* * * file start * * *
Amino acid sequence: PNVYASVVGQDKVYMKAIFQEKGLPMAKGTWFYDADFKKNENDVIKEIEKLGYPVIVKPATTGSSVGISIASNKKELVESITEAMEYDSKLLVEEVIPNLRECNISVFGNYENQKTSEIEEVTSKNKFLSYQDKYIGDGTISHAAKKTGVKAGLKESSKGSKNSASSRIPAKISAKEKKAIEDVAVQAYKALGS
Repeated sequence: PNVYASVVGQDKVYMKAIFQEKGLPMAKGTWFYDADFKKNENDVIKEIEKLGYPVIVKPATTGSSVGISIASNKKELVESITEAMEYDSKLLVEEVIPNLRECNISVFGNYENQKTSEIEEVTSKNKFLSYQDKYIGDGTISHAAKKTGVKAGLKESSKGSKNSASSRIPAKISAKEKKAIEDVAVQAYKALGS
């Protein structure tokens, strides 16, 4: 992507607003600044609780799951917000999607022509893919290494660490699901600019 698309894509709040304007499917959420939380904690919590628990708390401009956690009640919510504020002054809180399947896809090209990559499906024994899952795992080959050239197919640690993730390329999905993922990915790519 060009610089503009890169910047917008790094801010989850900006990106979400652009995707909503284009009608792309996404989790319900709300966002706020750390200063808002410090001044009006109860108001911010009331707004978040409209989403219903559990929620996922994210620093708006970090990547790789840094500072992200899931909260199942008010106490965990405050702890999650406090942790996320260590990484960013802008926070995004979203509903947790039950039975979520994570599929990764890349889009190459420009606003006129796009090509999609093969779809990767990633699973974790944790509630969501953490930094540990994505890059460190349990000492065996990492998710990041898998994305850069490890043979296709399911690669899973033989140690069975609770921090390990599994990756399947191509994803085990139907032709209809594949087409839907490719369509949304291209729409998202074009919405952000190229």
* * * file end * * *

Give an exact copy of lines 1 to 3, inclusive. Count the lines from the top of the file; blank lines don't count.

Amino acid sequence: PNVYASVVGQDKVYMKAIFQEKGLPMAKGTWFYDADFKKNENDVIKEIEKLGYPVIVKPATTGSSVGISIASNKKELVESITEAMEYDSKLLVEEVIPNLRECNISVFGNYENQKTSEIEEVTSKNKFLSYQDKYIGDGTISHAAKKTGVKAGLKESSKGSKNSASSRIPAKISAKEKKAIEDVAVQAYKALGS
Repeated sequence: PNVYASVVGQDKVYMKAIFQEKGLPMAKGTWFYDADFKKNENDVIKEIEKLGYPVIVKPATTGSSVGISIASNKKELVESITEAMEYDSKLLVEEVIPNLRECNISVFGNYENQKTSEIEEVTSKNKFLSYQDKYIGDGTISHAAKKTGVKAGLKESSKGSKNSASSRIPAKISAKEKKAIEDVAVQAYKALGS
């Protein structure tokens, strides 16, 4: 992507607003600044609780799951917000999607022509893919290494660490699901600019 698309894509709040304007499917959420939380904690919590628990708390401009956690009640919510504020002054809180399947896809090209990559499906024994899952795992080959050239197919640690993730390329999905993922990915790519 060009610089503009890169910047917008790094801010989850900006990106979400652009995707909503284009009608792309996404989790319900709300966002706020750390200063808002410090001044009006109860108001911010009331707004978040409209989403219903559990929620996922994210620093708006970090990547790789840094500072992200899931909260199942008010106490965990405050702890999650406090942790996320260590990484960013802008926070995004979203509903947790039950039975979520994570599929990764890349889009190459420009606003006129796009090509999609093969779809990767990633699973974790944790509630969501953490930094540990994505890059460190349990000492065996990492998710990041898998994305850069490890043979296709399911690669899973033989140690069975609770921090390990599994990756399947191509994803085990139907032709209809594949087409839907490719369509949304291209729409998202074009919405952000190229």